Still firmly rooted in Dark Wave and Synth Pop, no:carrier’s sound and topics are broader than ever, incorporating arabic instruments, acoustic and electric guitars, drums and percussion from different cultures, with topics ranging from melancholic introspection to defiant declarations to tragic real-life biographies. First harbinger of the new songs was the 5 track single “Last Scene”, released in June 2013. The song reflects a dubious past, a “last scene of a play we shouldn’t have staged”, and was praised in magazines like Side-Line, Nachtaktiv, Amobss-Mag and ReGen. The follow up single, “The Nine Days’ Queen”, released in December 2013, deals with the tragic life of Lady Jane Grey who ruled England for nine days and later was beheaded. A third precursor to the new album “Wisdom & Failure”, the “Confession EP” is released late February 2014 with the album following late April/early May. BEFORE 2002 Back in the dark times of the 1990s – in the summer of 1995 – no:carrier was founded by Stefan Ritter and Christian Wirsig.
Initially called Fast Delay, the sound of the band was deeply rooted in classical EBM and Electro with role models like Front 242, Laibach, :Wumpscut:, and others. The first songs were released under the new name no:carrier in 1996 – on the tape “death:row”. The music magazine ChainDLK called the songs “obtaining a firm and sufficiently appreciable result”. In winter 1996 Stefan Ritter decided to get out of the project so the development of no:carrier was delayed. But in autumn 1997 the second tape “processing” was released as a solo project.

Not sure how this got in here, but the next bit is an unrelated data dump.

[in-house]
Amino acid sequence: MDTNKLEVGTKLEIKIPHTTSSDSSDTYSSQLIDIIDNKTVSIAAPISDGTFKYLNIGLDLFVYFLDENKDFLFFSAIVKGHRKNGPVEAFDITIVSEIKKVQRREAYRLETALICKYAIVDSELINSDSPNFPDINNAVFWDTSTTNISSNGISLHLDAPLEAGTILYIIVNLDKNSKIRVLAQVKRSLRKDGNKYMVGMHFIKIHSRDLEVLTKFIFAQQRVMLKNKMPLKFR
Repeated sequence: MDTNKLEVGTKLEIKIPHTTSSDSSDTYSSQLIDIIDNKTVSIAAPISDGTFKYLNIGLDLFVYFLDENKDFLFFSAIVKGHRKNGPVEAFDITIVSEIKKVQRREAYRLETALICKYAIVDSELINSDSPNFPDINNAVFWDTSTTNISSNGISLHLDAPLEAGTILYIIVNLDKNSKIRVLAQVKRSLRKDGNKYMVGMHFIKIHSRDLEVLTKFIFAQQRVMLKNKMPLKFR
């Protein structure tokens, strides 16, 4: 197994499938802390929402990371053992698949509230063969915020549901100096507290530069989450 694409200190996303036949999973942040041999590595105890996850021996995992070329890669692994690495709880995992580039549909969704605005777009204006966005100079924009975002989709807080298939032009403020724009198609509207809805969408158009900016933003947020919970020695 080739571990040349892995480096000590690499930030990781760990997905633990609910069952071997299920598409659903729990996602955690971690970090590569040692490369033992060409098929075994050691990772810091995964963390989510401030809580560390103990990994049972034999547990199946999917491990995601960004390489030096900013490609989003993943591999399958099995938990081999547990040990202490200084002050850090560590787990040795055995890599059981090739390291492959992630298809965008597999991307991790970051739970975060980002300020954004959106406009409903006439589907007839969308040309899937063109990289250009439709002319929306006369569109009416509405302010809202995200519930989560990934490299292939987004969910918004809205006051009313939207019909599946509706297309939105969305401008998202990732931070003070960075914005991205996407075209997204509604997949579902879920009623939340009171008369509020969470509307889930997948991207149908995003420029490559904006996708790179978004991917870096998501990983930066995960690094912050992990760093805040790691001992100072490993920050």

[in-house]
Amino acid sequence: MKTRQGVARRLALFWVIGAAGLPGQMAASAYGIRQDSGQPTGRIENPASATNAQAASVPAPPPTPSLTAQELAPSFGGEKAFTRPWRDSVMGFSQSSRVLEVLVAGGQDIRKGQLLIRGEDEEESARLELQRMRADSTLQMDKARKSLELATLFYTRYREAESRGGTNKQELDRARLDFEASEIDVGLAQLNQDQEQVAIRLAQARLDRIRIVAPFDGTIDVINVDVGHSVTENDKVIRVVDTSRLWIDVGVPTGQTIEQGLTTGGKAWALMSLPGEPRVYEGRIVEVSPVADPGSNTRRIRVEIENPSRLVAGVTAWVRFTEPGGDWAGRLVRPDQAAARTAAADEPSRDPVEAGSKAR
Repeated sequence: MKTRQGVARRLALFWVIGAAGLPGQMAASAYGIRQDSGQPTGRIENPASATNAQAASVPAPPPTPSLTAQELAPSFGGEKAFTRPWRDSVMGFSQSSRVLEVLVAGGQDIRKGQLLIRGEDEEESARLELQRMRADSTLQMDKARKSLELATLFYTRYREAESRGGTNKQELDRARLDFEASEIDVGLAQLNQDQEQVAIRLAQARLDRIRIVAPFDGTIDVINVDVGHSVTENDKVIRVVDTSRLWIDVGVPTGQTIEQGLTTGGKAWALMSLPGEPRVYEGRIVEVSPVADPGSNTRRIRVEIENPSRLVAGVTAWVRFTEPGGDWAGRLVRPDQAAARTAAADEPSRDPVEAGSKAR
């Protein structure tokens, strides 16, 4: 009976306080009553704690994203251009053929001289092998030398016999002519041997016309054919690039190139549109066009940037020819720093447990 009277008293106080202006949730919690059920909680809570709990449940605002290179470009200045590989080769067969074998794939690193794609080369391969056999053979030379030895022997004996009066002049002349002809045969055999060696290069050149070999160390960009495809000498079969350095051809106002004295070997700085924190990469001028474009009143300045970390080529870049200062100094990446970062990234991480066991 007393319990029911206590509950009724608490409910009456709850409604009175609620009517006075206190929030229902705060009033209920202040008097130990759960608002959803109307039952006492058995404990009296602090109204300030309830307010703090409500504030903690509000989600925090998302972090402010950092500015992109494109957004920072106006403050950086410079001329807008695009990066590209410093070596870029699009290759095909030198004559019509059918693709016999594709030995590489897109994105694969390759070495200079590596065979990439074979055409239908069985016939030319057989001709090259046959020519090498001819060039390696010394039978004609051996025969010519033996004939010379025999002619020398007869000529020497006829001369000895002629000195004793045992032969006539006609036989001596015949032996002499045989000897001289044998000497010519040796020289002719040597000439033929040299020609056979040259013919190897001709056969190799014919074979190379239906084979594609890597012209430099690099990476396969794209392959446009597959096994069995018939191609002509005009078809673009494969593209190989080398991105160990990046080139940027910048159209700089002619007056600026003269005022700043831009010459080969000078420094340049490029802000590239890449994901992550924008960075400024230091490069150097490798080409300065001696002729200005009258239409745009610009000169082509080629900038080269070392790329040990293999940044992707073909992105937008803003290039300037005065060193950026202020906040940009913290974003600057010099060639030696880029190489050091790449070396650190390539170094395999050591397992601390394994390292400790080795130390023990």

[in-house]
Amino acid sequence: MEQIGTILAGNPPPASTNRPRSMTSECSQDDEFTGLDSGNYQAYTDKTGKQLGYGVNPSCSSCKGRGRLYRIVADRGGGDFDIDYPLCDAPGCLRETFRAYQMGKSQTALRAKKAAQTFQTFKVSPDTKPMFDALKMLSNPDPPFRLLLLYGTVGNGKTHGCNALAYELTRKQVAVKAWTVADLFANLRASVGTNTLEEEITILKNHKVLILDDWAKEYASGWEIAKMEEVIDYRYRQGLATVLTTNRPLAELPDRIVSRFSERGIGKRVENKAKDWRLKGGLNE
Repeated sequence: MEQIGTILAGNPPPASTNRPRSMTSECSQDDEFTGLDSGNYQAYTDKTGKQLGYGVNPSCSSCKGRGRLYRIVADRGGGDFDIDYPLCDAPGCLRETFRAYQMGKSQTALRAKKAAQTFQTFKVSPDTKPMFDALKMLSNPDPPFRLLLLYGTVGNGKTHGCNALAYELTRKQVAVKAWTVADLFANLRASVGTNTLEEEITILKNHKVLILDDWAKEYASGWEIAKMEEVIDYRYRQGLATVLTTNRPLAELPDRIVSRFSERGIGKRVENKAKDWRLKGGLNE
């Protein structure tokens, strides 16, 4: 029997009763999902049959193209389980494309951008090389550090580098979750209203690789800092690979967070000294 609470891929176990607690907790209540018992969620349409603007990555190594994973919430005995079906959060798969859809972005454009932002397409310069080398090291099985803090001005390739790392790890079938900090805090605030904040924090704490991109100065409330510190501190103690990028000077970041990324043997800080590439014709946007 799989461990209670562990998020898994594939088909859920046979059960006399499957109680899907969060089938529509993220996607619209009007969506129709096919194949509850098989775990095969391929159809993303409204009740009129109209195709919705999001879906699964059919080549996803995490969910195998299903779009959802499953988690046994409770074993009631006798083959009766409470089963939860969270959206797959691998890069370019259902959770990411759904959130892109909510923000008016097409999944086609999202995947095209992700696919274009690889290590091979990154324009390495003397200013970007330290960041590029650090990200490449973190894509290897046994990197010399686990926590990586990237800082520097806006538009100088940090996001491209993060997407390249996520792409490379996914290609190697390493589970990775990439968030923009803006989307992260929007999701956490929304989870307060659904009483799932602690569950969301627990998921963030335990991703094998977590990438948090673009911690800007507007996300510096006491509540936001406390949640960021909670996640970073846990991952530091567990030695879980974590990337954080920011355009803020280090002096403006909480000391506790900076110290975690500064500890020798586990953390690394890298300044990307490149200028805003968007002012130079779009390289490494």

The tape featured a song called “For The Unknown Body” that was to become the only old song re-recorded and released on the CD “My Own Dream”. In 2001 no:carrier was joined by Cynthia Wechselberger whose outstanding voice builds the perfect counterpart to Christian’s spoken vocals. In March 2002 their debut-CD “My Own Dream” was released and gained a lot of very good reviews in magazines like Orkus, Elektrocution, wrath.de, Dark Obsession, and Black. Read more on Last.fm. User-contributed text is available under the Creative Commons By-SA License; additional terms may apply..
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